He won the Heisman Trophy there. He won a national championship. As a player, and as a coach, he helped to change things.
Even after this time away, Steve Spurrier is the ultimate Gator.
Even now, he still looks odd in burgundy.
In college football, things change. And so, it is easy to wonder if Spurrier will ever be thought of as South Carolina’s coach, or just as a Florida alumnus working somewhere else.
Already, Spurrier is entering his 11th year at South Carolina. He coached only 12 at Florida. When you factor in that Spurrier allegedly told a recruit that he might coach six more seasons with the Gamecocks, it seems logical that, eventually, his legacy would change hands.
After all, he is still the Old Ballcoach. He still is a funny guy. He still can affect the game on Saturday.
But is he a Gator? Or a Gamecock? Think of it like this: A Florida freshman was four years old when Spurrier left.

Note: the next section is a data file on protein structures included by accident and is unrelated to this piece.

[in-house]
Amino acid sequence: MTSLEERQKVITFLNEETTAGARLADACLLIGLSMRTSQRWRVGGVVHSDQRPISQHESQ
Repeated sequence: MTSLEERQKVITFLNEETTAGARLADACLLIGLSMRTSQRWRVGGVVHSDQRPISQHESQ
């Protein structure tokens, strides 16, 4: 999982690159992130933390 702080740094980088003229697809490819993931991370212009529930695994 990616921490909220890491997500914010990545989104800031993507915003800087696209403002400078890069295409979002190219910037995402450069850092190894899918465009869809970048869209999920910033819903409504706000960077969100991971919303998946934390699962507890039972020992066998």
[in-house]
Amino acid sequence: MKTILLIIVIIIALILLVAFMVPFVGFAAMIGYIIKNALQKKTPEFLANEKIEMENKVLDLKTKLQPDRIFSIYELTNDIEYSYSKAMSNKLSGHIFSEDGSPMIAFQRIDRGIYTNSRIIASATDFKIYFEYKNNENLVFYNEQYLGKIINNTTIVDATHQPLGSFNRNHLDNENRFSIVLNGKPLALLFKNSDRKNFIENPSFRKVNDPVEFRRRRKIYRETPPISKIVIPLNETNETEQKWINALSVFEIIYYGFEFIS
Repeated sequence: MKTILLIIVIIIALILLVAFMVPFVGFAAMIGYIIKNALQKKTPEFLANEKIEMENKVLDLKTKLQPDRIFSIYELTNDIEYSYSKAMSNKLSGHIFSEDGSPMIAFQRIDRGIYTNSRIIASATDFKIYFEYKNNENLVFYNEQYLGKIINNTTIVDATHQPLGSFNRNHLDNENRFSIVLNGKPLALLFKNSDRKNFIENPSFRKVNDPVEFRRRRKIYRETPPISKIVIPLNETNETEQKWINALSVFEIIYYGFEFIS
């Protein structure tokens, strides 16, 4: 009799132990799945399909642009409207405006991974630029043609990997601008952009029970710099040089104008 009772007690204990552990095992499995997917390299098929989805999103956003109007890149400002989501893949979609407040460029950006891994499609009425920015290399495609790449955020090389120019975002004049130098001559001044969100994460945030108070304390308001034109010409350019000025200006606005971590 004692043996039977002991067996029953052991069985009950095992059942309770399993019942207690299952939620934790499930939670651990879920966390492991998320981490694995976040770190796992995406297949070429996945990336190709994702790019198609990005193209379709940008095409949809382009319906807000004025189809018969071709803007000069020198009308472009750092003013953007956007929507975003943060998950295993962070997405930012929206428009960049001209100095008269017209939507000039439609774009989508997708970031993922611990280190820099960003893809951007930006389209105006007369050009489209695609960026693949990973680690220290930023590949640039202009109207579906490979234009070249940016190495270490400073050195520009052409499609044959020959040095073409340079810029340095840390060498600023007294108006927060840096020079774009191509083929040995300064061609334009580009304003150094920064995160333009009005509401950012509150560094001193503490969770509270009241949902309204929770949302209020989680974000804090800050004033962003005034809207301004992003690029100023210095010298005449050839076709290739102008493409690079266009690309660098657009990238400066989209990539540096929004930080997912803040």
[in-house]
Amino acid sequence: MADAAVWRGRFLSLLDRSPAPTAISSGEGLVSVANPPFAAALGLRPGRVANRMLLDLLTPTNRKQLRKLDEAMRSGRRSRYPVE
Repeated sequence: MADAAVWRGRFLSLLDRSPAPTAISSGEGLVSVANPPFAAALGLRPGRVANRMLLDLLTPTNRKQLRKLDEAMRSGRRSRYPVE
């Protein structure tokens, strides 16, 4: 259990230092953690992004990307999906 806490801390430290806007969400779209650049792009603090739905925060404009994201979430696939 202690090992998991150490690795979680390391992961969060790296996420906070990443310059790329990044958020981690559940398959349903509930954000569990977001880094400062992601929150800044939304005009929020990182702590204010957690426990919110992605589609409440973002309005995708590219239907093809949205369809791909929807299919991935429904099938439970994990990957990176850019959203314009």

Hey, Bear Bryant was once Kentucky’s coach, and Bobby Bowden was West Virginia’s. Nick Saban was LSU’s, and Jimmy Johnson was Oklahoma State’s. Usually, coaches are remembered for their greatest successes.
That’s what still binds Spurrier to Florida, where he has not coached since 2001. His greatest successes were with the Gators. In all 12 seasons, he won at least nine games. In eight of them, he finished the season in the AP Top 10. His teams won six SEC conference titles. He was a five-time SEC coach of the year there. In some ways, his swagger still defines the Florida program.
Spurrier’s South Carolina teams have been good. He has three top 10 finishes, and he won nine or more for four straight years. But he hasn’t quite elevated the Gamecocks as high as he did the Gators. Coupled with his playing success, given his statue outside the stadium, that’s going to link him with the Gators for a long time.
Even more than Urban Meyer, who won two championships, Spurrier is thought of as a Gator kind of guy.
In other words, it isn’t just time that will define which school you think of when you think of Spurrier.
It is success.